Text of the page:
Why do you write? Because I don’t have a life? No, that’s not entirely true. However, it seems the more I write the more true it becomes. But the serious answer is that I think, to some extent, it has something to do with my life long dream of being a screenwriter, an actor and a movie director. Since those things didn’t come to pass, I’ve sort of incorporated all of them into writing novels and short stories. I get to write the story, direct the action and play all the parts.

What would be your choice for a superpower?It would have to be to fly like Superman. I get to do that in my dreams sometimes. It’s awesome.

Who is your favorite author? Oh, man. I guess if I had to pick one I’d say my favorite since 2003 has been Dan Brown. I’ve read everything he’s published so far.

What are you reading now? I’m reading two indie books right now. One is an outstanding true story for which I had the pleasure of designing the cover. It’s called Scoundrels In Paradise. The author is Scott Adlai Stevenson, the cousin of the former ambassador to the United Nations, Adlai Stevenson. Scott led an a nefarious life of high adventure on an international scale as a drug smuggler. The stories he tells are incredible.

The other book is The Rosaries by indie author, Sandra Carrington-Smith. It’s the sequel her first novel, The Book of Obeah which is currently being made into a movie.

Who is your favorite character to write? Usually the main character of what ever story I happen to be working on at any given time.

Do you have a writing process? I don’t really have a “process” in terms of something that I follow rigidly. I’m what has been called an “organic” writer. I just get an idea, I know basically how it will begin and I usually have at least a vague idea how it will end and I just jump right in and start writing. More often than not, the ending of the story is not what I originally thought it might be. But, for me, that’s part of the fun. As the characters grow and the plot takes on new dimensions that I hadn’t foreseen, I get really pumped to see where it’s going to go next. I also tend to edit as I go.

What advice would you give to an aspiring author? Don’t be intimidated by people who might doubt your talent or ability. As the Nike slogan said: Just Do It! But learn all you can from reading authors that you like and try to figure out what it is you like about their writing. You might find yourself copying something of their style but eventually you’ll come into your own. Also––and this is really important––get a good book on how to edit your work. There are several good books on the subject. I always recommend “Self-Editing For Fiction Writers, Second Edition: How To Edit Yourself Into Print” by Browne and King. I found it to be an excellent book on the subject, easy to read and comprehend and filled with valuable tips. I wish I’d had it when I wrote my first novel. It would have made a big difference in the final product. Whatever you do, be sure your book is edited before you have it published and out on the market. If you can’t afford to hire a professional editor (many of us can’t) then do it yourself. But, if you do it yourself, approach it like it’s the most important thing you’ll ever do in your life. Okay, maybe I’m exaggerating a bit. But even if you hate every minute of it, JUST DO IT! Read the book I mentioned above (or one like it) and soak up every little morsel you find in those pages. Take it seriously because it’s one of the most important aspects of the whole process. Believe me and every other author whose been around the block, if your book is full of misspelled words, missing letters, missing quotation marks, missing periods, missing commas, awkward sentences, massive paragraphs that fill an entire page, too many exclamation marks, etcetera, etcetera, etcetera… you’ll hear about it from your readers when they post their scathing 1 and 2-star reviews on amazon. And remember this: If you edit it once, and you think it’s perfect, you’re probably wrong. You missed something. I can just about guarantee that. You probably missed several things. Go through it again and then go through it again. Yeah, I know. It sucks. But it’s worth it in the end.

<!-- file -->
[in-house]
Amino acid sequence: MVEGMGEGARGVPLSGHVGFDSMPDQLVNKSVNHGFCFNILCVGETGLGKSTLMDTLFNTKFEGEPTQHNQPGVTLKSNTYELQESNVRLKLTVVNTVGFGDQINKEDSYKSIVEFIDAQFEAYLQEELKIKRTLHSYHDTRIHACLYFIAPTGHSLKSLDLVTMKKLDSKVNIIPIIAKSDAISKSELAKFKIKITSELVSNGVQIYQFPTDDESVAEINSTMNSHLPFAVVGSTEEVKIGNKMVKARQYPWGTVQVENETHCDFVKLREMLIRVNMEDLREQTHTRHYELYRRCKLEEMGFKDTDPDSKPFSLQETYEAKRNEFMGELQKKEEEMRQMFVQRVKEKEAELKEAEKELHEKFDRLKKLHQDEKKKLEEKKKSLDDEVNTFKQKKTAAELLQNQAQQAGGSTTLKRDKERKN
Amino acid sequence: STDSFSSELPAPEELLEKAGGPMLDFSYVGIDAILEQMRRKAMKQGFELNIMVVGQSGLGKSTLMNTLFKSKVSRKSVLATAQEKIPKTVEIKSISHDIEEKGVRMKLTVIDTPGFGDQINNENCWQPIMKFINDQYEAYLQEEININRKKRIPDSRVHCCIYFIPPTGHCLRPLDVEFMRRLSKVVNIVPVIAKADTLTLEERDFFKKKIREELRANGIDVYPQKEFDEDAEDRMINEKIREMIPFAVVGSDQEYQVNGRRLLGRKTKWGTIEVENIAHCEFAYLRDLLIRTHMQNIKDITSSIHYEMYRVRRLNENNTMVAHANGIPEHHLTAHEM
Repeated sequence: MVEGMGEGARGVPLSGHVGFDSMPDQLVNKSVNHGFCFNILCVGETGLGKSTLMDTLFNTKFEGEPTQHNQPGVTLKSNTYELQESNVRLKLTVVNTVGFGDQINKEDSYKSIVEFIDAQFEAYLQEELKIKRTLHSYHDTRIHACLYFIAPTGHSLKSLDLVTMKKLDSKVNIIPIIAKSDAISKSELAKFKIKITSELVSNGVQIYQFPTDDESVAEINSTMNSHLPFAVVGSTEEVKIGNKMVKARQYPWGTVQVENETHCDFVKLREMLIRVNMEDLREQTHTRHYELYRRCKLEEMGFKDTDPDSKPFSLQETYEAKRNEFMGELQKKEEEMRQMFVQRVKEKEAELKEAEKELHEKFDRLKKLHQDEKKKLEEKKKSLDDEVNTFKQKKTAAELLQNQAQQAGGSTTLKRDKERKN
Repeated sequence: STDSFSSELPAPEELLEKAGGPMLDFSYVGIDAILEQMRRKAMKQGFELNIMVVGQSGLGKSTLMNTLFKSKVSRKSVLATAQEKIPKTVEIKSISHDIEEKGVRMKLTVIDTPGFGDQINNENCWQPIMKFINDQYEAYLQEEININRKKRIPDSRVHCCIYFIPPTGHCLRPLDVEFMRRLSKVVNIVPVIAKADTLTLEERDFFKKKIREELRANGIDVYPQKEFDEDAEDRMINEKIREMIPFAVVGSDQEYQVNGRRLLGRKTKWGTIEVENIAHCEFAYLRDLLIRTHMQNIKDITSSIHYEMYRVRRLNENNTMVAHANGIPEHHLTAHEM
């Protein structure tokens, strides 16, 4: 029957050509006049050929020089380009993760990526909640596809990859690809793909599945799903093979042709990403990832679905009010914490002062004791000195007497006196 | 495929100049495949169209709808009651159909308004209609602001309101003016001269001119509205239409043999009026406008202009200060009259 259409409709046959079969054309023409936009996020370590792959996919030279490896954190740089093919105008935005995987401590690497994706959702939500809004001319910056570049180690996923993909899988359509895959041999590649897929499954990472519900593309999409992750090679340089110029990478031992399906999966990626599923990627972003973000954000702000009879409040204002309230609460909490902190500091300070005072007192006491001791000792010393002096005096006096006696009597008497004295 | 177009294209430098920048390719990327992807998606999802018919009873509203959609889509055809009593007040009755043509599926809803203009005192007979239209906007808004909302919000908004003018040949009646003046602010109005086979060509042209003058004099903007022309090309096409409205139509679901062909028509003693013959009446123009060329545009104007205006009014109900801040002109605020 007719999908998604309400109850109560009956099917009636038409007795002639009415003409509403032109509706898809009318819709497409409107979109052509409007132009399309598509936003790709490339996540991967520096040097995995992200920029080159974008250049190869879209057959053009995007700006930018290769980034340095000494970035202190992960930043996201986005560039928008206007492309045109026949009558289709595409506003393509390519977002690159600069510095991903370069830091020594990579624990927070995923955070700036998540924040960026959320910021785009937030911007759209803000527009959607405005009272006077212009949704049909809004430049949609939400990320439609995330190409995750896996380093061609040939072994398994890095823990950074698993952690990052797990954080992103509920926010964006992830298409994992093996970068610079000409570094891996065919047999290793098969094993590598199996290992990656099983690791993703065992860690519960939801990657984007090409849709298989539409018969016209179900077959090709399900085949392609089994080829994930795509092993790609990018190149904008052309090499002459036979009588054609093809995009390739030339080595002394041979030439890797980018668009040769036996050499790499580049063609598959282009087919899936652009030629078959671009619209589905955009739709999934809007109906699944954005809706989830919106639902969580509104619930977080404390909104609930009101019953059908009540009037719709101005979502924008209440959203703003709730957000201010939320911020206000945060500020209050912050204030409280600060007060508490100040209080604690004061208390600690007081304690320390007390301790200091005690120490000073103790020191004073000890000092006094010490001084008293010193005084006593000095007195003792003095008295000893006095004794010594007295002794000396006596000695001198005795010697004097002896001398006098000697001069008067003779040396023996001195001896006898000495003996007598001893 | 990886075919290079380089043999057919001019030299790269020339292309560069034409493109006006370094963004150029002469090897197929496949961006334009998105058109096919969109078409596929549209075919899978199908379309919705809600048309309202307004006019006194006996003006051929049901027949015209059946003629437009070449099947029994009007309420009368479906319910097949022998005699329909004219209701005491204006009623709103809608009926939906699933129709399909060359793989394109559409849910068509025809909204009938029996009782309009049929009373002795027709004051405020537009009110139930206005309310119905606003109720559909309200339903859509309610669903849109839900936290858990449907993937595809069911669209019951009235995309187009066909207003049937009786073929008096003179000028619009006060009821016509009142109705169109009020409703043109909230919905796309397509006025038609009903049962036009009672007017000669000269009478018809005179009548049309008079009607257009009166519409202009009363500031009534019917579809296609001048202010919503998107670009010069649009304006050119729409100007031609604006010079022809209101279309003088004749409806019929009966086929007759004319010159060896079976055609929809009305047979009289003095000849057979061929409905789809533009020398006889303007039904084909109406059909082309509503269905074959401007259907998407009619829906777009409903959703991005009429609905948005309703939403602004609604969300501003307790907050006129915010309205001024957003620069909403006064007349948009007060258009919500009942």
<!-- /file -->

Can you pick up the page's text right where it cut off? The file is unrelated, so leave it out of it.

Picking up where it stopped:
What inspired you to pursue writing?I always seemed to just have the desire. It was there when I was just a young kid and never went away. Many times, throughout my school years, some of my teachers recognized my talent and encouraged me to keep at it. Those words of encouragement were huge inspirations.

What are your favorite TV shows/Movies to watch in between writing? I’m mesmerized by the serial-killer drama called “The Following” with Kevin Bacon. My other “must watch” TV show is “Castle”. I love the humor and the relationship between Castle and Beckett. I’m also a fan of “Nashville” and “Smash”. Having been a musician (singer/songwriter) in the past, I can relate to those shows. So, of course, I’m also a big fan of American Idol and The Voice. Love seeing those young folks getting a chance to do what they love and maybe go on to fame and fortune.

 Please join me and the other amazingly talented authors over @ Skulldust Circle where we have formed a Writer's Circle that must be seen--a collection of brilliant, up & coming independently published speculative fiction authors with much to give both now and in the future!

All of my work can be found on AMAZON -- Kindle versions here

See you in Wothlondia! Cheers!

Please visit MY HOME PAGE to enjoy an extended reading experience, see direct links to purchase my full length novel, Covenant of the Faceless Knights, the short stories: Wothlondia Rising, and to see what else Ashenclaw Studios, LLC has in store in the future!

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1 comment:

  1. Thank you Gary and Gary, that was really interesting. You come up with some fascinating plots for your books. How do you find the short stories are selling? There seems to be an increasing demand for short fiction for ereaders. I keep an eye on Smashwords by looking at the lengths of the 10 most recently published books at random intervals and have noticed it's becoming more common for books to be under 40k.